Through the Nádasdy family, the castle of Sárvár, now called Nádasdy Castle, played a significant role in the progress of Hungarian culture in the 16th and 17th centuries. The first Hungarian book, The New Testament of 1541, was printed here. The knight's hall of the castle is decorated with the battle scenes of Lord Chief Justice Ferenc Nádasdy (married to the notorious Elizabeth Báthory) and with scenes from the Old Testament.
The Nádasdy Castle and estate later became a property of the kings of Bavaria, and the former King Ludwig III died there in 1921, three years after being deposed. During the Second World War, the castle was used as the retreat of Ludwig's grandson Prince Albert of Bavaria.
The present day castle has developed from the three-storey, 13th century dwelling tower in its southwest corner and the single-storey northern wing. The castle’s first mention is from 1288. The next great building operations took place in the second half of the 15th century, in Gothic style. During the times of the Kanizsai family a three-storey dwelling structure adorned with representative objects and suitable for nobility was raised where the southern wing stands today. The lower level of the present-day gate-tower was created at the end of the 15th century. By the beginning of the 16th century the large, closed courtyard came into existence, while the castle’s protection, apart from its natural assets, was assured by earth ramparts with notched planks. Between 1534 and 1671 the Nádasdy family owned the castle. As a result of the Renaissance style constructions the castle’s current form took shape.
The ceiling frescoes of the Great Hall were done in 1653. The defensive system of Old Italian style bastions that can be seen today was built between 1588 and 1615. The ceiling frescoes of the Great Hall were created by Hans Rudolf Miller, while the wall pictures depicting images from the Old Testament were painted by István Dorffmeister in 1769. In 1803, the Archduke Ferdinand Estei bought the castle, which was renovated by his successor. The Renaissance arcade along the eastern wing was walled up. On the wing’s upper level corridors were built, so that the castle could be walked around. The water was drained from the castle moat, and the present-day bridge was built. During the 19th and 20th centuries only minor alterations took place, so even today the castle presents an image of the fortified late Renaissance castles of the 16th-17th centuries.References:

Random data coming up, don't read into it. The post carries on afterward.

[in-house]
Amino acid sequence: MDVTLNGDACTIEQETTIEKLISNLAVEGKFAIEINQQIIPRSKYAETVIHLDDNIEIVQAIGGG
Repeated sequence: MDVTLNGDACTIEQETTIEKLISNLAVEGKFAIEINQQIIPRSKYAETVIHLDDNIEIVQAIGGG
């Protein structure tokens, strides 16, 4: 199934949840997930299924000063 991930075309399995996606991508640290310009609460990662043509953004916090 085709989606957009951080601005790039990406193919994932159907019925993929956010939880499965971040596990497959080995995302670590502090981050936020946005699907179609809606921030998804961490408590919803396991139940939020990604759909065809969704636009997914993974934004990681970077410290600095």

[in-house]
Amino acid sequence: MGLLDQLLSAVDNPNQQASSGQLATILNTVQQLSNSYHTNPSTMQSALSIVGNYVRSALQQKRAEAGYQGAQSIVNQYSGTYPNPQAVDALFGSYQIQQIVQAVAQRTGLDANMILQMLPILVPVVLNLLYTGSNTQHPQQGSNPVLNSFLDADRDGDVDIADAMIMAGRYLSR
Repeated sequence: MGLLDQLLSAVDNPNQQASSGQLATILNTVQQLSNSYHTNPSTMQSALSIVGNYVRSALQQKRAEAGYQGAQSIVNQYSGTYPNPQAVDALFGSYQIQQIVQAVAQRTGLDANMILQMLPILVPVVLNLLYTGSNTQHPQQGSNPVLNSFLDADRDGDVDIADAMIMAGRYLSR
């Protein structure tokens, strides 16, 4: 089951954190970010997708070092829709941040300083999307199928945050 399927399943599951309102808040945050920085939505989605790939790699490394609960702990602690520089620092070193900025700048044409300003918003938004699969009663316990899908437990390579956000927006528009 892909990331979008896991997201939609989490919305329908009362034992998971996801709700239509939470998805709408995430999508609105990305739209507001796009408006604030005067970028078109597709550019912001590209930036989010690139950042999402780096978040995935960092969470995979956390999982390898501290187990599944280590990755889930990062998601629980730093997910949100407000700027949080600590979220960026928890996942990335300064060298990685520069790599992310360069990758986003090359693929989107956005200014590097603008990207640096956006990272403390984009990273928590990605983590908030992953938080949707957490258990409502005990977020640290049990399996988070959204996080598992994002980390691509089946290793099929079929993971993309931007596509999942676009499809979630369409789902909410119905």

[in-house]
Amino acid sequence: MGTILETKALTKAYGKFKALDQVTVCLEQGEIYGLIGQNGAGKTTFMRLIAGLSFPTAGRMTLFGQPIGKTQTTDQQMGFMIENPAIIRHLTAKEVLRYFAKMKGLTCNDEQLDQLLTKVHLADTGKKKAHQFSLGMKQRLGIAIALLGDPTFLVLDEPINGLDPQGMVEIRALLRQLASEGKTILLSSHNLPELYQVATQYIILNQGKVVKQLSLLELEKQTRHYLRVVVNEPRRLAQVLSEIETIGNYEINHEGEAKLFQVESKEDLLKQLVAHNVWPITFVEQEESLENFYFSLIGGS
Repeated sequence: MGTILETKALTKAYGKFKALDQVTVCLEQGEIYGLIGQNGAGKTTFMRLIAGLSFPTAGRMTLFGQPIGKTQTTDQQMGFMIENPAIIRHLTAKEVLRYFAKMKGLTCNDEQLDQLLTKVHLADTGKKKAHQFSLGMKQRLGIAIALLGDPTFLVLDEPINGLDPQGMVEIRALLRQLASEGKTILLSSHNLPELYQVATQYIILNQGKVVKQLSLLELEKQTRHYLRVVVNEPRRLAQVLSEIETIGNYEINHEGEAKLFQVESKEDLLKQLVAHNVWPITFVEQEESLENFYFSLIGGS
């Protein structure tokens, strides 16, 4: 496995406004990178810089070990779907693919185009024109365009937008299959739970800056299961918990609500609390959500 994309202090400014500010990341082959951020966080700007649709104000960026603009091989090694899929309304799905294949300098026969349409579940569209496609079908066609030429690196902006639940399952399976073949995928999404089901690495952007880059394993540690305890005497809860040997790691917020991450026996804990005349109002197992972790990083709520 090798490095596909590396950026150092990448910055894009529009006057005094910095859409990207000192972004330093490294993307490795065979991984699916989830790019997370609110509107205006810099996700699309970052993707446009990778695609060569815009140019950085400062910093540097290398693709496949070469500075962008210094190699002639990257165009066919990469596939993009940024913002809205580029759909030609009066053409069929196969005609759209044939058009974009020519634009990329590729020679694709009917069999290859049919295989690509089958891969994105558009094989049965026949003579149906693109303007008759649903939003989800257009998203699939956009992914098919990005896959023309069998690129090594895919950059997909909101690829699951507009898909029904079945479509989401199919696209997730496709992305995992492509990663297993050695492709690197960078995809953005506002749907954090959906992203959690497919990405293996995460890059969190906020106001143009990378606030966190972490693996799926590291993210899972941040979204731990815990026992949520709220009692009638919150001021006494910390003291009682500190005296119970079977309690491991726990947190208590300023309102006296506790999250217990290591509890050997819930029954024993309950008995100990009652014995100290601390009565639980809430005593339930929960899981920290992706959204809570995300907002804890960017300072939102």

The Palazzo Colonna is a palatial block of buildings built in part over ruins of an old Roman Serapeum, and has belonged to the prestigious Colonna family for over twenty generations.
The first part of the palace dates from the 13th century, and tradition holds that the building hosted Dante in his visit to Rome. The first documentary mention notes that the property hosted Cardinal Giovanni and Giacomo Colonna in the 13th century. It was also home to Cardinal Oddone Colonna before he ascended to the papacy as Martin V (1417–1431).
With his passing, the palace was sacked during feuds, and the main property passed into the hands of the Della Rovere family. It returned to the Colonna family when Marcantonio I Colonna married Lucrezia Gara Franciotti Della Rovere, the niece of pope Julius II. The Colonna"s alliance to the Habsburg power, likely protected the palace from looting during the Sack of Rome (1527).
Starting with Filippo Colonna (1578–1639) many changes have refurbished and create a unitary complex around a central garden. Architects including Girolamo Rainaldi and Paolo Marucelli labored on specific projects. Only in the 17th and 18th centuries were the main facades completed. Much of this design was completed by Antonio del Grande (including the grand gallery), and Girolamo Fontana (decoration of gallery). In the 18th century, the long low facade designed by Nicola Michetti with later additions by Paolo Posi with taller corner blocks (facing Piazza Apostoli) was constructed recalls earlier structures resembling a fortification.
The main gallery (completed 1703) and the masterful Colonna art collection was acquired after 1650 by both the cardinal Girolamo I Colonna and his nephew the Connestabile Lorenzo Onofrio Colonna and includes works by Lorenzo Monaco, Domenico Ghirlandaio, Palma the Elder, Salviati, Bronzino, Tintoretto, Pietro da Cortona, Annibale Carracci (painting of The Beaneater), Guercino, Francesco Albani, Muziano and Guido Reni. Ceiling frescoes by Filippo Gherardi, Giovanni Coli, Sebastiano Ricci, and Giuseppe Bartolomeo Chiari celebrate the role of Marcantonio II Colonna in the battle of Lepanto (1571). The gallery is open to the public on Saturday mornings.
The older wing of the complex known as the Princess Isabelle"s apartments, but once housing Martin V"s library and palace, contains frescoes by Pinturicchio, Antonio Tempesta, Crescenzio Onofri, Giacinto Gimignani, and Carlo Cesi. It contains a collection of landscapes and genre scenes by painters like Gaspard Dughet, Caspar Van Wittel (Vanvitelli), and Jan Brueghel the Elder.
Along with the possessions of the Doria-Pamphilij and Pallavacini-Rospigliosi families, this is one of the largest private art collections in Rome.